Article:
Israel: Smokey Joe's Cafe?

In Parshat Va’Etchanan, Devarim 4:15 we read “v’neeshmartem meod l’nafshoteichem”, “watch your selves very carefully”.

The Shulchan Aruch, Choshen Mishpat 427:8 states that it is a mitzvat aseh, a positive commandment, to remove deadly obstacles, as it says in our pasuk, “watch your selves” as well as in Devarim 22:8 “you will not place blood in your house”. One who does not follow this law is transgressing a Torah law. The chapter concludes with the words “those who are careful in these matters (of not endangering ourselves or others) will be blessed”.

Last year, the Committee of Jewish Law of The Rabbinical Council of America issued a unanimous opinion affirming that the smoking of tobacco products is prohibited by Jewish law. The decision calls on all Jews to make every effort to avoid smoking in the first place, and if already in the habit, to stop doing so.

A group of Rabbis including the current Gerer Rebbe has recently come out with a ruling in Israel that it is absolutely forbidden for a person to pick up their first cigarette. Smokers should do everything in their power to quit. One is never allowed to smoke in public due to the danger of second hand smoke.  This applies even if the other people around are smokers as well. One should not give another person lung cancer because of a habit they refuse to work on. Under no circumstances may one smoke in front of children.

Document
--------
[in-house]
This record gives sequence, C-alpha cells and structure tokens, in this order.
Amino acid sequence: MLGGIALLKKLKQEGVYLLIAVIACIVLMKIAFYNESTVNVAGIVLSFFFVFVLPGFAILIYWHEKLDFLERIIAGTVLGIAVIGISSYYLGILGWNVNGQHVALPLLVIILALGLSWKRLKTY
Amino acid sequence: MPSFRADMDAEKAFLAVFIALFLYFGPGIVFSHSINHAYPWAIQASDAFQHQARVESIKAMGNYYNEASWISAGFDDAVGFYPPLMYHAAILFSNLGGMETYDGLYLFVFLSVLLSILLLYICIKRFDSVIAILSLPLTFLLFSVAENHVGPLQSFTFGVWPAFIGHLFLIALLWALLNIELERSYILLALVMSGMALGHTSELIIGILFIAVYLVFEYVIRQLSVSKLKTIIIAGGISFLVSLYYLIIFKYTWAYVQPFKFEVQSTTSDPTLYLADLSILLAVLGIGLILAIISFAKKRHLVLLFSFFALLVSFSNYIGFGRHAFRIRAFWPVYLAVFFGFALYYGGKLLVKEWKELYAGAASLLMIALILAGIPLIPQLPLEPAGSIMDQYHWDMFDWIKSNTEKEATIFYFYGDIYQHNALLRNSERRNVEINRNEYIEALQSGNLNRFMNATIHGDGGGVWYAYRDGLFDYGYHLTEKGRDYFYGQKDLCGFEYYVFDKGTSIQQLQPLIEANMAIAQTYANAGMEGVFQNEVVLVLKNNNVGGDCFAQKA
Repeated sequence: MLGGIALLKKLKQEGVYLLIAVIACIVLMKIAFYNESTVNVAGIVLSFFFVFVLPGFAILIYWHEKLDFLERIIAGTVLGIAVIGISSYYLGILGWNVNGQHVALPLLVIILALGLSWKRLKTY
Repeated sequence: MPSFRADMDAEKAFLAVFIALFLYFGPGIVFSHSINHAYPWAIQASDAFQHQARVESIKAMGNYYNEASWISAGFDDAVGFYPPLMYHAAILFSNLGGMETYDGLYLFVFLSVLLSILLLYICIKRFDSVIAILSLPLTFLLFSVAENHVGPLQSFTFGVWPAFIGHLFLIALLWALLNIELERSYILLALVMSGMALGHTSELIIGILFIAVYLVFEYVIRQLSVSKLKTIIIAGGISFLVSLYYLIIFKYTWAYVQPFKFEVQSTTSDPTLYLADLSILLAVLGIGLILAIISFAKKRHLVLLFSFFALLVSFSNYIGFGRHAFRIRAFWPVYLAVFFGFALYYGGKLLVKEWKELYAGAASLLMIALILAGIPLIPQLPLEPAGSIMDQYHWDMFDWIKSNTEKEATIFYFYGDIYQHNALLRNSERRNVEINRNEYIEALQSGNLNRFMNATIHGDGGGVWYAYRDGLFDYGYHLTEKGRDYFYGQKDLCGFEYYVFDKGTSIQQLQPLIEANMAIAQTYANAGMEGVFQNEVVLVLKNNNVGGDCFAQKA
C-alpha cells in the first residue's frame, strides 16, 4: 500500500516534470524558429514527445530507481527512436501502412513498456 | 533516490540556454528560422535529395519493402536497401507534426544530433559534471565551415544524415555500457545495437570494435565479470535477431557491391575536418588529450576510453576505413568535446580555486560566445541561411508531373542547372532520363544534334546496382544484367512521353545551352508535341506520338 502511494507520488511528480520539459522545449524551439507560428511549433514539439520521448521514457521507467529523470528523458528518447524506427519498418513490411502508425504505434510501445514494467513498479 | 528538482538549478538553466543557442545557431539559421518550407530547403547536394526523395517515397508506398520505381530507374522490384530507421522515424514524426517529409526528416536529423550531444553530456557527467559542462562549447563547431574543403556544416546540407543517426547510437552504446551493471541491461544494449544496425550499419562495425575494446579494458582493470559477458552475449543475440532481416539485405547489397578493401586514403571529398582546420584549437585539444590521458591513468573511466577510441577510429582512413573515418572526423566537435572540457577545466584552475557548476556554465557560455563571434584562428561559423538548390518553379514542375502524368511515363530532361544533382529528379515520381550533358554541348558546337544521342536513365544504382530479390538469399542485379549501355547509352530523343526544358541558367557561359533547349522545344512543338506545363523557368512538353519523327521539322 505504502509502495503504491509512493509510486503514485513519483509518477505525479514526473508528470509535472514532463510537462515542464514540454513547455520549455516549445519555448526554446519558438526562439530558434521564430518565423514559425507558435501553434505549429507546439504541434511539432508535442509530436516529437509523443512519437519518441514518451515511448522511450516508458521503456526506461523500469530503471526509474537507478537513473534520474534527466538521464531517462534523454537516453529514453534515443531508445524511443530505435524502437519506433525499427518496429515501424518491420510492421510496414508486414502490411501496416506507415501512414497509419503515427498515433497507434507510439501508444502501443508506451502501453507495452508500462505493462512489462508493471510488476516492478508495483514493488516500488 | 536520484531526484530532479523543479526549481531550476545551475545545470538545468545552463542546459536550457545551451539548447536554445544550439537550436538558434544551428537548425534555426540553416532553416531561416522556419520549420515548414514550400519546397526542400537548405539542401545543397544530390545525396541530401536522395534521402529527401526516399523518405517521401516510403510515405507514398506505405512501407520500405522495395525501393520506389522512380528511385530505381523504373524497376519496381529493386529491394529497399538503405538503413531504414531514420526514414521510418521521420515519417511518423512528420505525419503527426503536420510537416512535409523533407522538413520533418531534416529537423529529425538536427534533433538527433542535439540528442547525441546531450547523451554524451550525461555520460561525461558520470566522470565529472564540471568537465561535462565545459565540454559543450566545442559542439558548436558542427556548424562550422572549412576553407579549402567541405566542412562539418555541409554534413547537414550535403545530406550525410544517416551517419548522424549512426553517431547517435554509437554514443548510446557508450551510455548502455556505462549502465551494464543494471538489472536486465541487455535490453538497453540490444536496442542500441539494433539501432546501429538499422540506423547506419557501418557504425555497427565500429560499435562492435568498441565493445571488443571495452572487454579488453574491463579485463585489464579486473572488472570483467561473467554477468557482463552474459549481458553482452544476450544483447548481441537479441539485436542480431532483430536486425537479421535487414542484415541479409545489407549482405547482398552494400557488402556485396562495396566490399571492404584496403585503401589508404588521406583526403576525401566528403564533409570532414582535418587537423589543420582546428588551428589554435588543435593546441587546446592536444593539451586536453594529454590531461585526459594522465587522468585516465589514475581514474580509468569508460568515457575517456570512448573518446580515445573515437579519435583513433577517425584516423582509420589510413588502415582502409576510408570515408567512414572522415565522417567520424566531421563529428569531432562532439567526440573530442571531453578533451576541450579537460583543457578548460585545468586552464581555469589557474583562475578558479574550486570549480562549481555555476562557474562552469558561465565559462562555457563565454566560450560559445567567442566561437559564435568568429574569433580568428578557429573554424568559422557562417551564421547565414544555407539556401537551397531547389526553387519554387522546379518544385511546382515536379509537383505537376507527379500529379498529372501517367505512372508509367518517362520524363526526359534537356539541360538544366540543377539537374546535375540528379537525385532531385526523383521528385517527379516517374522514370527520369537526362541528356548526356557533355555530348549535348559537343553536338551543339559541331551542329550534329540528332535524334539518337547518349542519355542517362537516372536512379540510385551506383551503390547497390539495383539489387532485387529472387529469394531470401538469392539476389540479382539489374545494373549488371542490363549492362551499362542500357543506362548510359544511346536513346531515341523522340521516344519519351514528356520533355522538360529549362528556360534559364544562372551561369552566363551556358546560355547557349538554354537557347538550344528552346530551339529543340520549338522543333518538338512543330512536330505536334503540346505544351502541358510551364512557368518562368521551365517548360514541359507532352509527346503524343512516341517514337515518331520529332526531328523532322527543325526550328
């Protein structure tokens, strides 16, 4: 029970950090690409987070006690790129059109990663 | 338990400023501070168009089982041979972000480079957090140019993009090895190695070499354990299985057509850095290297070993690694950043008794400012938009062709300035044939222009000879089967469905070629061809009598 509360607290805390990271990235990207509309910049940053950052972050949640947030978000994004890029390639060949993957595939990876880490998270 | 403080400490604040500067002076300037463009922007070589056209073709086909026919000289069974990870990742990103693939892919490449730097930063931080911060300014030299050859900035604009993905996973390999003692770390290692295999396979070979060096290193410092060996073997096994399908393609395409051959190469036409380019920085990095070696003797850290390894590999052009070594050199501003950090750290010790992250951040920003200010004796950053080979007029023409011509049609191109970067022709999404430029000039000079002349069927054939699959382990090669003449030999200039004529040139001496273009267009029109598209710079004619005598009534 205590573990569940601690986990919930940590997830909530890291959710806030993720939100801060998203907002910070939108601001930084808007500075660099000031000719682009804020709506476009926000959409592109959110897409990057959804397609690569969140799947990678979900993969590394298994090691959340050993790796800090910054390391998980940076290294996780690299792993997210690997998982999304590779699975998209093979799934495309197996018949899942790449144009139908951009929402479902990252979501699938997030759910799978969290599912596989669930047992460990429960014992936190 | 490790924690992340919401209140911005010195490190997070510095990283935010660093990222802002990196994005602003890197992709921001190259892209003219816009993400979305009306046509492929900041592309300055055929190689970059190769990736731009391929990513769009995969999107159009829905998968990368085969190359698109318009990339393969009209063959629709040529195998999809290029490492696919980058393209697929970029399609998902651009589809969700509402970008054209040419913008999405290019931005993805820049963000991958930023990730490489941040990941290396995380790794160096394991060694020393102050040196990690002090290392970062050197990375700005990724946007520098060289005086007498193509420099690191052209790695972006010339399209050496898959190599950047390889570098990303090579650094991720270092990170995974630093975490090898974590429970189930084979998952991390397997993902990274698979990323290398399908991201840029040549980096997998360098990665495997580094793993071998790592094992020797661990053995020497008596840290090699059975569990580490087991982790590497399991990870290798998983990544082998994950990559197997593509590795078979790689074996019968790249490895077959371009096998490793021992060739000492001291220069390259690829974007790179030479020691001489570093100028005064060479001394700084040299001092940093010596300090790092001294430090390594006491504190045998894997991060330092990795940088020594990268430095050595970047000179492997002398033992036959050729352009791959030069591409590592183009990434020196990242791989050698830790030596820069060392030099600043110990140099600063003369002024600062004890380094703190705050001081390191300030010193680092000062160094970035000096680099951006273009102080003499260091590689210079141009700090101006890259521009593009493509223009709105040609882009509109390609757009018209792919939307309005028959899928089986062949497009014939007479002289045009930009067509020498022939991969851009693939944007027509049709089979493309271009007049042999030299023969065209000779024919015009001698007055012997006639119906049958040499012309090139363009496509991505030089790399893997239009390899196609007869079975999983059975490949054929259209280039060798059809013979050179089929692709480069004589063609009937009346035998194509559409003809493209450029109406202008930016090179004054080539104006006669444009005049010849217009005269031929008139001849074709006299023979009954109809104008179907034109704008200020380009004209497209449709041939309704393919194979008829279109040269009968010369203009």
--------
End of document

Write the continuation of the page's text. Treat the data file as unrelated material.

Unfortunately in Israel today, smokers of all ages and levels of religious observance are everywhere. Even malls which claim to be “smoke free environments” have ashtrays on the tables of their cafes. Rabbis teaching in Yeshivot smoke with their students in front of them. I have even seen a “religious” father pushing a baby carriage with one hand and smoking a cigarette with the other hand.

Israel’s rabbis need to quit smoking themselves and teach the public about the dangers of smoking. Israel’s law enforcement officials also need to quit smoking and crack down on people smoking in public.

Rabbi Abraham J. Twerski, MD sums it up best:  “A Torah-observant Jew does not smoke on Shabbat. If he can refrain from smoking one day, he can refrain from doing it every day.”